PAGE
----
Almost all people who identify themselves as having an
“addiction” experience shame. While society may subscribe to the notion that
addiction is a disease there is also a belief that addicts are fundamentally
weak and therefore lacking the wherewithal to “pull themselves up by the
bootstraps.” The knowledge that the world around them views addiction as an
inferior state of being builds on underlying shame.
People who experience shame on a regular basis are at high
risk for a multitude of other problems such as anxiety and depression. As shame builds, so does the addiction.
For the addict this can feel like a never ending and hopeless cycle. Shame more
then any other dis-empowered state can diminish the sense that life can ever
get better. Secretive behavior and isolation is common.
The addict’s sense of self is closely tied to past incidents
of shame. A historic orientation of self builds the shame and interferes with
the ability to create a better future. The addiction may be alcohol, drugs,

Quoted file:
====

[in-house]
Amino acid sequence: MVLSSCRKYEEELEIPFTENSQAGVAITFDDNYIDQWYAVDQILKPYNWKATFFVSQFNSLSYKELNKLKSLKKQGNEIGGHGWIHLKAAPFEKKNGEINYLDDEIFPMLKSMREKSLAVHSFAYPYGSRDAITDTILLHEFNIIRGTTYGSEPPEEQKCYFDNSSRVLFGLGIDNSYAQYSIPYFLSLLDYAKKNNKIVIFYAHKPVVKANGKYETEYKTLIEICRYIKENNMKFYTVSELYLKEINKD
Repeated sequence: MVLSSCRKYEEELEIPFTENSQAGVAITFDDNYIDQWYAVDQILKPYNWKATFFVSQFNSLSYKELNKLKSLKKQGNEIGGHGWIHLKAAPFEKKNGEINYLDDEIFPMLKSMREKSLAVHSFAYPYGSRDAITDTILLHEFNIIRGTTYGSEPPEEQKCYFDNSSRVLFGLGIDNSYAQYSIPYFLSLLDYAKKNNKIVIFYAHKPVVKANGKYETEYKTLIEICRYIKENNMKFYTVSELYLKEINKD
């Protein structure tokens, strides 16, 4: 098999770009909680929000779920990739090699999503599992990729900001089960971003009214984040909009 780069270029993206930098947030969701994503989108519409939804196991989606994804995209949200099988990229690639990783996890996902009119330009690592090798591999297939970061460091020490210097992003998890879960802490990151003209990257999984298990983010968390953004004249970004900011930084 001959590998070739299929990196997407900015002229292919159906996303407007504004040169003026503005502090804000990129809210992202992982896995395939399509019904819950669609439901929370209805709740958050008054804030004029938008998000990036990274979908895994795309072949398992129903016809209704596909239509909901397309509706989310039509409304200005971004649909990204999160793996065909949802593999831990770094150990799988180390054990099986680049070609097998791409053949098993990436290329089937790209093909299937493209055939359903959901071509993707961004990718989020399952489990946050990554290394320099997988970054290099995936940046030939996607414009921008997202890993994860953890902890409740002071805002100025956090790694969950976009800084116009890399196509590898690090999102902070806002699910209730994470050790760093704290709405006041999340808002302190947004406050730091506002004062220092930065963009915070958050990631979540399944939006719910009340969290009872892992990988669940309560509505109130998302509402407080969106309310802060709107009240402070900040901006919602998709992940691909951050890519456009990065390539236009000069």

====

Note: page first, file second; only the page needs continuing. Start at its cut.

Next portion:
food, sex or gambling. Regardless of the chosen “tool” the individual will have
a very personalized sense of shame around incidents of use and consequences of
that use. Ultimately there is a sense of not being in control of one`s self.
Each use builds the identity of
being a shameful person. The effects may be personal and often spread out to
other important systems including family, work and friends. The larger the
spread, the more damaging the spread, the more likely the addict is to at some
point begin to isolate. The danger in isolation is often a lost of potential
support and a loss of important relationship and communication skills, thus
furthering the shamed identity.
We are born without shame. Shame is a learned response.